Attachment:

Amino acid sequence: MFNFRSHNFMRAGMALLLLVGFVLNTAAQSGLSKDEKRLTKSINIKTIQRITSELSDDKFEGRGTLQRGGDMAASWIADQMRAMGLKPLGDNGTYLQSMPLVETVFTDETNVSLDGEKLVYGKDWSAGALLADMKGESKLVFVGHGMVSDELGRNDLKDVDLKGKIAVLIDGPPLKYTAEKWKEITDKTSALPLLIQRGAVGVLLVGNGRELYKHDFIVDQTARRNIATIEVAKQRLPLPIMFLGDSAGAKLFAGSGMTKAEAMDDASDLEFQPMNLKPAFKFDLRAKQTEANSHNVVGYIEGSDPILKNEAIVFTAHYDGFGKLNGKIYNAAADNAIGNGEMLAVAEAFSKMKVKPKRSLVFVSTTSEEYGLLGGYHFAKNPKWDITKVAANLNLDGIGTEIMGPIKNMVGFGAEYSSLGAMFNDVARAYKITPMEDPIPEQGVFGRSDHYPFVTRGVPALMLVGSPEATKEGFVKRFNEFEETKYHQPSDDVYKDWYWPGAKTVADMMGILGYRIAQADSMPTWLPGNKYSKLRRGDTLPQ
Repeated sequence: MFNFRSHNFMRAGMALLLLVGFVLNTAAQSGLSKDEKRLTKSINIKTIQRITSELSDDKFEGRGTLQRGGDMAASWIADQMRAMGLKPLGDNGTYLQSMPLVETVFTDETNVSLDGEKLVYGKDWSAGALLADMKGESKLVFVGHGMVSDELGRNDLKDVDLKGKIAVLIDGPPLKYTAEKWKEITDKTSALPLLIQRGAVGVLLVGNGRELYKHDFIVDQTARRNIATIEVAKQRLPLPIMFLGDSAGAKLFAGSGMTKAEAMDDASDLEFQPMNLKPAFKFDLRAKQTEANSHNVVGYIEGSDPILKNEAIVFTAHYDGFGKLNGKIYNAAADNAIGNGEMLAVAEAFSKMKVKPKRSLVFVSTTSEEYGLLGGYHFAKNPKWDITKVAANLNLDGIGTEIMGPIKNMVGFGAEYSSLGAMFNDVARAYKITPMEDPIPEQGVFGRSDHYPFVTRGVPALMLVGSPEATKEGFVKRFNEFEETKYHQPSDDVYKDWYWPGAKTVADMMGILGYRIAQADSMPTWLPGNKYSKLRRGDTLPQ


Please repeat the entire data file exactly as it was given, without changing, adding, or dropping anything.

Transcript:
Amino acid sequence: MFNFRSHNFMRAGMALLLLVGFVLNTAAQSGLSKDEKRLTKSINIKTIQRITSELSDDKFEGRGTLQRGGDMAASWIADQMRAMGLKPLGDNGTYLQSMPLVETVFTDETNVSLDGEKLVYGKDWSAGALLADMKGESKLVFVGHGMVSDELGRNDLKDVDLKGKIAVLIDGPPLKYTAEKWKEITDKTSALPLLIQRGAVGVLLVGNGRELYKHDFIVDQTARRNIATIEVAKQRLPLPIMFLGDSAGAKLFAGSGMTKAEAMDDASDLEFQPMNLKPAFKFDLRAKQTEANSHNVVGYIEGSDPILKNEAIVFTAHYDGFGKLNGKIYNAAADNAIGNGEMLAVAEAFSKMKVKPKRSLVFVSTTSEEYGLLGGYHFAKNPKWDITKVAANLNLDGIGTEIMGPIKNMVGFGAEYSSLGAMFNDVARAYKITPMEDPIPEQGVFGRSDHYPFVTRGVPALMLVGSPEATKEGFVKRFNEFEETKYHQPSDDVYKDWYWPGAKTVADMMGILGYRIAQADSMPTWLPGNKYSKLRRGDTLPQ
Repeated sequence: MFNFRSHNFMRAGMALLLLVGFVLNTAAQSGLSKDEKRLTKSINIKTIQRITSELSDDKFEGRGTLQRGGDMAASWIADQMRAMGLKPLGDNGTYLQSMPLVETVFTDETNVSLDGEKLVYGKDWSAGALLADMKGESKLVFVGHGMVSDELGRNDLKDVDLKGKIAVLIDGPPLKYTAEKWKEITDKTSALPLLIQRGAVGVLLVGNGRELYKHDFIVDQTARRNIATIEVAKQRLPLPIMFLGDSAGAKLFAGSGMTKAEAMDDASDLEFQPMNLKPAFKFDLRAKQTEANSHNVVGYIEGSDPILKNEAIVFTAHYDGFGKLNGKIYNAAADNAIGNGEMLAVAEAFSKMKVKPKRSLVFVSTTSEEYGLLGGYHFAKNPKWDITKVAANLNLDGIGTEIMGPIKNMVGFGAEYSSLGAMFNDVARAYKITPMEDPIPEQGVFGRSDHYPFVTRGVPALMLVGSPEATKEGFVKRFNEFEETKYHQPSDDVYKDWYWPGAKTVADMMGILGYRIAQADSMPTWLPGNKYSKLRRGDTLPQ